Friday, June 12, 2015

Tea Time

I was killing some time at lunch and found this deep in the blog archives. Call it throwback Thursday, Friday edition. It was actually an attempt at a valentines day card, and it came out pretty good, I think. Then I took a four year hiatus. The hiatuses kill me.

Wednesday, June 10, 2015

Newty Picture

Here's the second to last color. I'm going through with finishing it, now just as an exercise because I want to see how the colors and the other aspects of the print look. Except for the main subject, I really like the print. I'm happy with the colors, and how they look. Accepting the limitations of the book press has helped me with proper inking, and also with anticipating areas where the coverage might be an issue, which has allowed me to plan out my colors. For example, you'll notice that I have chosen in many cases to put light colors on top of dark colors, which as we've seen in past prints is not always a good idea. But here, it's to the benefit, especially on the mushrooms. The last color is black.

Monday, June 8, 2015


A busy weekend in the studio. The next color down was a dark green, which defined our subject. The following color is a nice earthy brown. I tried to get a third color last night, but was only able to cut the block. It was a great deal of precision cutting, and I was pretty tired after that.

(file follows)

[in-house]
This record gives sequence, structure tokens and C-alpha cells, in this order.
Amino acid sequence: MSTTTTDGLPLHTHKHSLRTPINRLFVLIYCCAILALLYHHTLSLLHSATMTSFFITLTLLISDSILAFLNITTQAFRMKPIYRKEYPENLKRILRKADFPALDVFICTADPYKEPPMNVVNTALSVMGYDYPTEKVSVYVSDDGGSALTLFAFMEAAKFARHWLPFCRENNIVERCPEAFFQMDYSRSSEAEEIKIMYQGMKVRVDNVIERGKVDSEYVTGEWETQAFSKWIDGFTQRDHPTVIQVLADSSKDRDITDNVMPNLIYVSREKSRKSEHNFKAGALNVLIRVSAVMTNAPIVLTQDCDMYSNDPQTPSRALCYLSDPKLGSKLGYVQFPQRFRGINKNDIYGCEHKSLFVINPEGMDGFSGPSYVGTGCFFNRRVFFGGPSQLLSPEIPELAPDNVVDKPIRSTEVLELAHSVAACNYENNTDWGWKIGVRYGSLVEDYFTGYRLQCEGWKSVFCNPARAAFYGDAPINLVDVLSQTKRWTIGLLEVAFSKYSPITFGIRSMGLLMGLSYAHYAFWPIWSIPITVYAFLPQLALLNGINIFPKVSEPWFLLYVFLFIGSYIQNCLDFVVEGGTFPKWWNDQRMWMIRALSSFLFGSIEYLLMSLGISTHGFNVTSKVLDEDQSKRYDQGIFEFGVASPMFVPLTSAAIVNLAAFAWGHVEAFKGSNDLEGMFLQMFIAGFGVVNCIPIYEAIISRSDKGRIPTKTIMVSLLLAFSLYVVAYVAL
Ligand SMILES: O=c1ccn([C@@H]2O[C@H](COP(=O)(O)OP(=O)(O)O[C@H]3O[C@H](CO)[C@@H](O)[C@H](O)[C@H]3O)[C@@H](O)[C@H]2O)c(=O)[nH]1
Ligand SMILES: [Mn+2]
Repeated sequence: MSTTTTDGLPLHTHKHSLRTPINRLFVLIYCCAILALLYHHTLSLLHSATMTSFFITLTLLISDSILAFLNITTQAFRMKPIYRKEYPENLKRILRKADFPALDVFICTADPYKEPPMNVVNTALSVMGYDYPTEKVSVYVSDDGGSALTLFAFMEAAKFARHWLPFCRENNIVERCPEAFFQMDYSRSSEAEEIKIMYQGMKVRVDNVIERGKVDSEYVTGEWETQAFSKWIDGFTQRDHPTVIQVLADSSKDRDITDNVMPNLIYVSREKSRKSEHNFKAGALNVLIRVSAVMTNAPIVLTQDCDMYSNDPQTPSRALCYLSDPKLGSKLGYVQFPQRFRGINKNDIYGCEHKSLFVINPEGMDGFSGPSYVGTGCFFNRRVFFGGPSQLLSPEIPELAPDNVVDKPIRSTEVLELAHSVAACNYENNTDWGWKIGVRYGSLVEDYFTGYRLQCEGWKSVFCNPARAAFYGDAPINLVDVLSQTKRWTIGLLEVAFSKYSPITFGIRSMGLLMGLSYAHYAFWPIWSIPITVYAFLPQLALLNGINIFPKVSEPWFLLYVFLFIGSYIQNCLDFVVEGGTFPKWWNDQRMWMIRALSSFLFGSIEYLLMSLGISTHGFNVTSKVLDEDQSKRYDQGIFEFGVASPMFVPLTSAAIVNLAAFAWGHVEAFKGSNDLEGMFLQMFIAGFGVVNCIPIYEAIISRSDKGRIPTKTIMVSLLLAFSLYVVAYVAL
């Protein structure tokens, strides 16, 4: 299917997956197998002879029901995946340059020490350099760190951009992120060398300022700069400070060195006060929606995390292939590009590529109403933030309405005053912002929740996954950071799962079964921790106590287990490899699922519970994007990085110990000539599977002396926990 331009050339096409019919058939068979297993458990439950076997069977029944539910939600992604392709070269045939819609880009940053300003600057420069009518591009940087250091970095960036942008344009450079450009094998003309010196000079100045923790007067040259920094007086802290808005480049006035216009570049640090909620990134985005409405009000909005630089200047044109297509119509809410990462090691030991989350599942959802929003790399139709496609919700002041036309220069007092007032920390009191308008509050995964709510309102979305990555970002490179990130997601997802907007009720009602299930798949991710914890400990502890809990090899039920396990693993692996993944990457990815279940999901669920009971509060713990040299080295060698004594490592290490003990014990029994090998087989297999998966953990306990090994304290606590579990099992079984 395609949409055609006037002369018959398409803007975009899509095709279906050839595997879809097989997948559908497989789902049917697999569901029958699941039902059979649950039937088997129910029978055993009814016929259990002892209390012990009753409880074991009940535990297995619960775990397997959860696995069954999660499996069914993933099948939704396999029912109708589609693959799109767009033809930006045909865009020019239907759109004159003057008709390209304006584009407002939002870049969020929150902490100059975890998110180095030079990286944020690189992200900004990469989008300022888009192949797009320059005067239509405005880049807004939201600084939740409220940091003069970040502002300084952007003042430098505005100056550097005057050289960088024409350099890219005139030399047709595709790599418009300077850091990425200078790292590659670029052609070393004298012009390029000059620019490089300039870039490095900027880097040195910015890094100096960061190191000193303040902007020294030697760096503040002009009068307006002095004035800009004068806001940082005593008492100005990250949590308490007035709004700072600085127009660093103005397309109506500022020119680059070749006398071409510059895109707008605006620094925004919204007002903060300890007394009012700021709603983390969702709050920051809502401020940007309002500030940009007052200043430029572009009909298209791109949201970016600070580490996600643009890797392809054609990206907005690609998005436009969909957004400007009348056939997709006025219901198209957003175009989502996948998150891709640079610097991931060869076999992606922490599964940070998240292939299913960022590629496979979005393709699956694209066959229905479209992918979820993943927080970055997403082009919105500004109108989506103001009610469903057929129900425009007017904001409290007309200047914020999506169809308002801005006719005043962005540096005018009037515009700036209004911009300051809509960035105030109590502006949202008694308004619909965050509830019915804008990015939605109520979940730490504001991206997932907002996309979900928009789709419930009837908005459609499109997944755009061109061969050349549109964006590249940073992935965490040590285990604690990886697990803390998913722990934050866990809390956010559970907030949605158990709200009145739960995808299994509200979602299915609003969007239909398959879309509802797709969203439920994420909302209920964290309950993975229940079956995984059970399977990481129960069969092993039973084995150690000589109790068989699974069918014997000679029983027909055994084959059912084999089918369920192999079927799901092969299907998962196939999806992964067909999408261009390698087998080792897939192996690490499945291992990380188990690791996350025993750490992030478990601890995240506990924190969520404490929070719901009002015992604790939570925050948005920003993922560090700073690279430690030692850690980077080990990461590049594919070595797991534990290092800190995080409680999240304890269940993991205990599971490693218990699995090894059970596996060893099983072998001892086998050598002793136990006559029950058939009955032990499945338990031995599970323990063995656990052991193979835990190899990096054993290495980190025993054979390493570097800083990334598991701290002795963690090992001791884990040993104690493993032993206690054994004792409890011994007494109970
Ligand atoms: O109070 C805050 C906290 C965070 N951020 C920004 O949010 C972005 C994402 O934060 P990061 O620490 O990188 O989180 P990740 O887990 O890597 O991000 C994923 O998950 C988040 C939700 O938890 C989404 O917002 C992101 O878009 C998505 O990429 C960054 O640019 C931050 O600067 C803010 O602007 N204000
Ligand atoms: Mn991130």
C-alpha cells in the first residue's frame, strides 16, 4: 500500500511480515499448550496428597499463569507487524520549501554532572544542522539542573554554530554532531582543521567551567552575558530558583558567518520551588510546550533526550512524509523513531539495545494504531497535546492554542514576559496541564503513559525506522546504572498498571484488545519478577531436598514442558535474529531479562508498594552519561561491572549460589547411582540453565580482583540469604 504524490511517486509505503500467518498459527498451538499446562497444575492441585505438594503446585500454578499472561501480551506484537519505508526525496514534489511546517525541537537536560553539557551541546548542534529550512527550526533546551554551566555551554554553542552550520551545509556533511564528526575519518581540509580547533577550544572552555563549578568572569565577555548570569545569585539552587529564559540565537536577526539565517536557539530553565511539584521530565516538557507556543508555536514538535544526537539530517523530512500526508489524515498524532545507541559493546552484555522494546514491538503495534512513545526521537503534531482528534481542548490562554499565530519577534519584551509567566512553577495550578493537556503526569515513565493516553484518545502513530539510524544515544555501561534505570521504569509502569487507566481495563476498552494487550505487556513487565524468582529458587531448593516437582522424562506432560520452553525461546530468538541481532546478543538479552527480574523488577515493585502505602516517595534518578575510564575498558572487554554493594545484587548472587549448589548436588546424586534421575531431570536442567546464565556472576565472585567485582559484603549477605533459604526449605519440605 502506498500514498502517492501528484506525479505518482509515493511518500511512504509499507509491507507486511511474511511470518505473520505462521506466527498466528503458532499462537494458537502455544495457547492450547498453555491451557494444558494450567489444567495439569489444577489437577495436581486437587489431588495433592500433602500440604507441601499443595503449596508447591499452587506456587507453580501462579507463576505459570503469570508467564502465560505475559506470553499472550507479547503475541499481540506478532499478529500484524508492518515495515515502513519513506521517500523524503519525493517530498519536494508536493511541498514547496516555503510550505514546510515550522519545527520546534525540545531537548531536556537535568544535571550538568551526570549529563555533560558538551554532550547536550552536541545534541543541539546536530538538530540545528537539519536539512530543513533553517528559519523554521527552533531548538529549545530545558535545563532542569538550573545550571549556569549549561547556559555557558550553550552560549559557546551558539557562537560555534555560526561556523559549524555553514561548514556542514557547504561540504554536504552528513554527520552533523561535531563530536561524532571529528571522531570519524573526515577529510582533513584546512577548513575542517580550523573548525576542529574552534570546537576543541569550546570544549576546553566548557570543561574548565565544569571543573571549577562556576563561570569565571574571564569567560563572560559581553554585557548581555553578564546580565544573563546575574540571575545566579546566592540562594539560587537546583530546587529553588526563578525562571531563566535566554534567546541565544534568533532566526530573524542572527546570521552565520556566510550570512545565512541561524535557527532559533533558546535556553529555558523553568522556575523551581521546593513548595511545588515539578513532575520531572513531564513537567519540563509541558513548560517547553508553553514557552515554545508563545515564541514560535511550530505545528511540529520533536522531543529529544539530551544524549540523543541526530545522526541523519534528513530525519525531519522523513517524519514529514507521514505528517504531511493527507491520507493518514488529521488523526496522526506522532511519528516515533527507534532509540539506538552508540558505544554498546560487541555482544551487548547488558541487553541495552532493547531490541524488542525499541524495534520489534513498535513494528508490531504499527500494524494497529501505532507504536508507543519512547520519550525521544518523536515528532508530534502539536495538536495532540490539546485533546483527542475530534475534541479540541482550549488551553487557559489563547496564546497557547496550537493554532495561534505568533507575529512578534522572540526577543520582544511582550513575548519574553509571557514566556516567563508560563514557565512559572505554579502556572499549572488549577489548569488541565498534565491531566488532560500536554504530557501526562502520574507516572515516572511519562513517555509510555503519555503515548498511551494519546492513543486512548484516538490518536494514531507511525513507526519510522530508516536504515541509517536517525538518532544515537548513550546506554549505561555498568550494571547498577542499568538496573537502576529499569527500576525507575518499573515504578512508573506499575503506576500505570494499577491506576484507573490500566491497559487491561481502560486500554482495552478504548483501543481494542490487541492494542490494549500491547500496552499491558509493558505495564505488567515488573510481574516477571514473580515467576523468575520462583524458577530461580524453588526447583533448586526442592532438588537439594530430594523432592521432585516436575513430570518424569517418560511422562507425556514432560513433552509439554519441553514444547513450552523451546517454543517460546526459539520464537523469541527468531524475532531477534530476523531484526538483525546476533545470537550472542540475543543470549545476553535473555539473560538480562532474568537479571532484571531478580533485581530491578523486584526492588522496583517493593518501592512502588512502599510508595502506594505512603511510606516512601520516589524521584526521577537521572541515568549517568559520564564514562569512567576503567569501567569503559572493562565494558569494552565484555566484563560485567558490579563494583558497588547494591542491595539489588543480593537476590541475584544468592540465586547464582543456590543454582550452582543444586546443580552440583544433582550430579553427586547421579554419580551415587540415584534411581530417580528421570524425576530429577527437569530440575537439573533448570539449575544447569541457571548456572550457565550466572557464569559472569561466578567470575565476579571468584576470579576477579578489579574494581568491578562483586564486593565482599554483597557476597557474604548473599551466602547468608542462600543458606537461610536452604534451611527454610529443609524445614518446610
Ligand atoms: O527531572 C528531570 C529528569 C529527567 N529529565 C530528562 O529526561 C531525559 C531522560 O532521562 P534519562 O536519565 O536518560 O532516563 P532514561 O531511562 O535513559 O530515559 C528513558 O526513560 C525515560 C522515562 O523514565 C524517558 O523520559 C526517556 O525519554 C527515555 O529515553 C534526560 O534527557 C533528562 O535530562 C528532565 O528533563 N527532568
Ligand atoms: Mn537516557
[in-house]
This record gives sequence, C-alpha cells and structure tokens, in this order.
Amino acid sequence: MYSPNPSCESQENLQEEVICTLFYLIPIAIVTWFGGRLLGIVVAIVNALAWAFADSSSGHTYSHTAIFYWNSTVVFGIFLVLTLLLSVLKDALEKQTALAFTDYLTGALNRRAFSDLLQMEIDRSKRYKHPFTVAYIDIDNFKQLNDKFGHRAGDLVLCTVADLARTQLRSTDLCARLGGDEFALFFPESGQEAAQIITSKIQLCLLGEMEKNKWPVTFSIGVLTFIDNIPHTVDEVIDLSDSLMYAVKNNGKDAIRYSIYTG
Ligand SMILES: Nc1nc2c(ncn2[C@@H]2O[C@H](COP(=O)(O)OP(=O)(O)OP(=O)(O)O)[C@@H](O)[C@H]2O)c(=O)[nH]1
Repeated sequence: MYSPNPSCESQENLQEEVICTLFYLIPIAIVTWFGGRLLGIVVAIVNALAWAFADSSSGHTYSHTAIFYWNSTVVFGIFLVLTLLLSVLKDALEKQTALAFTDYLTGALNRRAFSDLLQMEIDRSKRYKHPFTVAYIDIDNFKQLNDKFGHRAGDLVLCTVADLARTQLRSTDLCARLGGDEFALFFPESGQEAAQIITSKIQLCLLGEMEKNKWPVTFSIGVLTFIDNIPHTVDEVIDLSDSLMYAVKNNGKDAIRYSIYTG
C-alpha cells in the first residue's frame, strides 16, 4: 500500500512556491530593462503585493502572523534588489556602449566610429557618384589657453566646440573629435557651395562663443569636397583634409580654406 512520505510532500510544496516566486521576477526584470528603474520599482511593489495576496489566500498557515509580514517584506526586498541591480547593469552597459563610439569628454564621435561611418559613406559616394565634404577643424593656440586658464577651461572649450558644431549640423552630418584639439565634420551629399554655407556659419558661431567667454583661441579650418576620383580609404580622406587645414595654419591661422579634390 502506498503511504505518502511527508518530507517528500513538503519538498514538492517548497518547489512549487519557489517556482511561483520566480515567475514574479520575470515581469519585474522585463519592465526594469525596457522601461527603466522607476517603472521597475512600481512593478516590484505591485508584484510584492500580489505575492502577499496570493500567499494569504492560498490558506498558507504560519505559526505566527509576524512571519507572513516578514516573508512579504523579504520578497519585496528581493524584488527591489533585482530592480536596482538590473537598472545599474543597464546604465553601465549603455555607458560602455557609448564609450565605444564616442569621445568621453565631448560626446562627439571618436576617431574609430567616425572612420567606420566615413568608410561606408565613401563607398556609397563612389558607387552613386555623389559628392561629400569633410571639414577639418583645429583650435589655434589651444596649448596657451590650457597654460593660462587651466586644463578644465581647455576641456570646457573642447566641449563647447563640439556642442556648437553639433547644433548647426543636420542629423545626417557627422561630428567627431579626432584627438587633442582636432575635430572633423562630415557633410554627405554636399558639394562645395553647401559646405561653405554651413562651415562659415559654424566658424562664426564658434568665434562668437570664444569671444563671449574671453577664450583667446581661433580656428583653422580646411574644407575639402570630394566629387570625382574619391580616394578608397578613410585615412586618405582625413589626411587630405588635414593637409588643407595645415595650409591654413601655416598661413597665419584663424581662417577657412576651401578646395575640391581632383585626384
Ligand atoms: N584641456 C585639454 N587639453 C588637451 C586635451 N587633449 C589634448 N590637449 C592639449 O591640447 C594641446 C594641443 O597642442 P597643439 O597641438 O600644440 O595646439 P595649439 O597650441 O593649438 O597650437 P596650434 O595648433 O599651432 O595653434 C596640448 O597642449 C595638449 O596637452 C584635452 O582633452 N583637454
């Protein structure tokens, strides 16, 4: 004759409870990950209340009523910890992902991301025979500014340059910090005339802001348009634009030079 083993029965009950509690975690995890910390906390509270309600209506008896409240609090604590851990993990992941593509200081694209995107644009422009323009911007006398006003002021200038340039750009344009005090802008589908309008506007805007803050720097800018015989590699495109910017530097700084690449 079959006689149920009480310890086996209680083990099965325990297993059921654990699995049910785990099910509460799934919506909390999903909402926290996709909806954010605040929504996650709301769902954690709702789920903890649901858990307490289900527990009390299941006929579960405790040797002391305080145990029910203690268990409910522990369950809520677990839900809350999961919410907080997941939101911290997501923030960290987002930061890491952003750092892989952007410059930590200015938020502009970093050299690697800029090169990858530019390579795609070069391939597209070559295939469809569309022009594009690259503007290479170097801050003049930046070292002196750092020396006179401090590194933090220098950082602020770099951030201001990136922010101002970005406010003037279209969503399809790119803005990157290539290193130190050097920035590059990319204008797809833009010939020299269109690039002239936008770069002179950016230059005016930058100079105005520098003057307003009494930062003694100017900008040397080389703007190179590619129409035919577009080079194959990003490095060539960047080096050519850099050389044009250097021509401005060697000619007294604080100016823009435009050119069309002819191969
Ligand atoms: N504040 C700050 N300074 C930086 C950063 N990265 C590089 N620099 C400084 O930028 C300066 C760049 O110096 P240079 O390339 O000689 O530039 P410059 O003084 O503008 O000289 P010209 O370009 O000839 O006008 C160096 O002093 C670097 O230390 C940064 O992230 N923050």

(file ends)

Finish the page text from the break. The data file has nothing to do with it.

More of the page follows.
Friday, June 5, 2015


My very favorite thing about reduction printmaking, even ahead of near-perfect register, is the slow reveal. Yes, of course, I know what the final image is supposed to look out -- I work from a completed drawing. And even if I make changes as I go along, I still have a good idea about what it should look like.

But there's something about watching something happen. Maybe it's like watching a favorite movie you've watched before -- you know what's going to happen, but watching it develop is the joy. Maybe it's also like we used to stand around and watch our mom's shake a Polaroid until the image appeared (betcha some of you got a fine earworm now -- Hey, Ya!

So, with the third color down, I think it's pretty clear what we're going for, although there's going to be a lot more going on over the course of the next five colors.

The mystery animal will be much clearer after the next color goes down. I was very happy with my color choices on this one. Unfortunately, because of how I have my jig set, I'm getting crimping in the corners. However, I have designed jig modifications that should eliminate the issue.

Thursday, June 4, 2015


This new print, which I first attempted last fall, is coming along nicely thanks to the education I got over the weekend regarding the limitations of my press. Here are the first two states, a pink and an orange.

The first color is the pink, and it illustrates very well the amount of work that goes into a reduction print. In reduction printing, you print a color and then carve away areas that you want to show as that color in the final print.